Improvements will make PCN model site-specific

Improvements are being planned to the Potato Council-funded SCRI potato cyst nematode control model, the council’s Mike Storey has confirmed.

The model allows growers to test various different control strategies to see the effect on yields and PCN populations over several potato rotations and is being promoted by the Potato Council as a way of testing and demonstrating long-term strategies to reduce PCN levels in response to the forthcoming EU PCN Directive.

Responding to a presentation by Harper Adams University College‘s Pat Haydock pointing out where improvements could be made to the model at the Cambridge University Potato Growers Research Association annual conference, Dr Storey said more work was being undertaken to add to varietal tolerance and resistance data. Other trials would investigate nematode decline rates and nematicide efficacy to make the model more user-friendly.

Both improvements were suggested by Dr Haydock to further improve an already useful model. “For relatively little effort it could be updated substantially.”

He also wanted the model to include the economic implications of different nematode management decisions. By allowing growers to input key cost data from the council’s benchmarking model about the cost of nematicides and potato crop values, he said growers would be able to calculate gross margins.

“They would be useful when looking at the difference between using a nematicide and fumigant, which can cost £1000/ha, and just a nematicide at £300/t, for example.”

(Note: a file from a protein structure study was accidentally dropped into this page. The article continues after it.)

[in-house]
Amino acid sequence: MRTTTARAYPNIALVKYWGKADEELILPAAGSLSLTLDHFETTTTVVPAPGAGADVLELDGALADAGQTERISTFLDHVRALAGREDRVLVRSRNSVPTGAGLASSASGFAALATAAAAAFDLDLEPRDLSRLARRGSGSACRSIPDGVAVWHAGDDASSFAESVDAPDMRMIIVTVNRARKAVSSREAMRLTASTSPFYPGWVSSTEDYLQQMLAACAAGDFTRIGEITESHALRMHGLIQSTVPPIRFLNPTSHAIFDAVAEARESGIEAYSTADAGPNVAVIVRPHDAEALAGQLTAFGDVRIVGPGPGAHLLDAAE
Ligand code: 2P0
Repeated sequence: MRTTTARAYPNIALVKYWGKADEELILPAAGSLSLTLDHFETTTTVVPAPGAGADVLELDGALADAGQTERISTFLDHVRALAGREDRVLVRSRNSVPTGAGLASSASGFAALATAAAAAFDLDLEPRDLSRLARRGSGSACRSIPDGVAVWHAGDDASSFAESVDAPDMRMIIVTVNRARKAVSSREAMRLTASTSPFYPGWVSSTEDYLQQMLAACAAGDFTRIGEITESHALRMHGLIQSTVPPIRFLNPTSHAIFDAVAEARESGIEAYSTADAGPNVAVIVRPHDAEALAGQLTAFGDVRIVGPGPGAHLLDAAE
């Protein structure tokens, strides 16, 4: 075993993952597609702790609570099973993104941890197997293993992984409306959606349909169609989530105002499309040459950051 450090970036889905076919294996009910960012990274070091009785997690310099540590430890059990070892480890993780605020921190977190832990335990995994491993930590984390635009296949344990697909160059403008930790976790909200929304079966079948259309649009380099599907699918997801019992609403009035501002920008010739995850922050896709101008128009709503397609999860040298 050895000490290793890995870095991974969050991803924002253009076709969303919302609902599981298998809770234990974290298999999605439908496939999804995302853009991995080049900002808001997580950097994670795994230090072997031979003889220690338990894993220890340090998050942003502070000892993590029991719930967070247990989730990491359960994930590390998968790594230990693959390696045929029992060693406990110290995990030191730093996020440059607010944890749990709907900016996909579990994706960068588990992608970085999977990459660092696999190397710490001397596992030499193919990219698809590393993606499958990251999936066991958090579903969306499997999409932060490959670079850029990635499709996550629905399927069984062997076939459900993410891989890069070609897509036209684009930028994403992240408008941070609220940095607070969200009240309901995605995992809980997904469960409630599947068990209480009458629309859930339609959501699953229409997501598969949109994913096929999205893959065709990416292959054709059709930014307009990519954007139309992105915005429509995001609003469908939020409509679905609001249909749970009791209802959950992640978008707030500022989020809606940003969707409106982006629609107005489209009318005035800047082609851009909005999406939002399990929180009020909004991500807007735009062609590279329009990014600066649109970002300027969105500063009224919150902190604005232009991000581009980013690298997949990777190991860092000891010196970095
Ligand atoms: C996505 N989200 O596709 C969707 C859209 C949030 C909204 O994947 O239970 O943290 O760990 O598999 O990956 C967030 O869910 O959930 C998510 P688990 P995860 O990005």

Other factors that influenced severity, such as rhizoctonia, which Harper Adams research had suggested had a synergistic effect, also needed to be incorporated, he said.

Growers could also manipulate the current model to make its predictions more accurate, he said. For example, it used a 20% annual decline rate in PCN infestation, which could be altered within the programme. Research had suggested that decline rates of the Globodera pallida strain of PCN tended to be lower than G rostochiensis, but had more variability, he said.

“Growers can get their own information about decline rates by marking out areas and monitoring over a number of years,” he suggested.

Repeated nematicide use

Repeated use could cause some nematicides to become less effective, new research from Harper Adams University College suggests.

In the trials soils were exposed to repeated nematicide applications at 35-day intervals, Dr Haydock explained. “We found that repeat applications reduced the persistence of some nematicides.”

In particular, oxamyl and aldicarb were affected, but fosthiazate didn’t appear to be, he said.

Increased selection of soil bacteria able to degrade the nematicide was thought to be the cause, he added.

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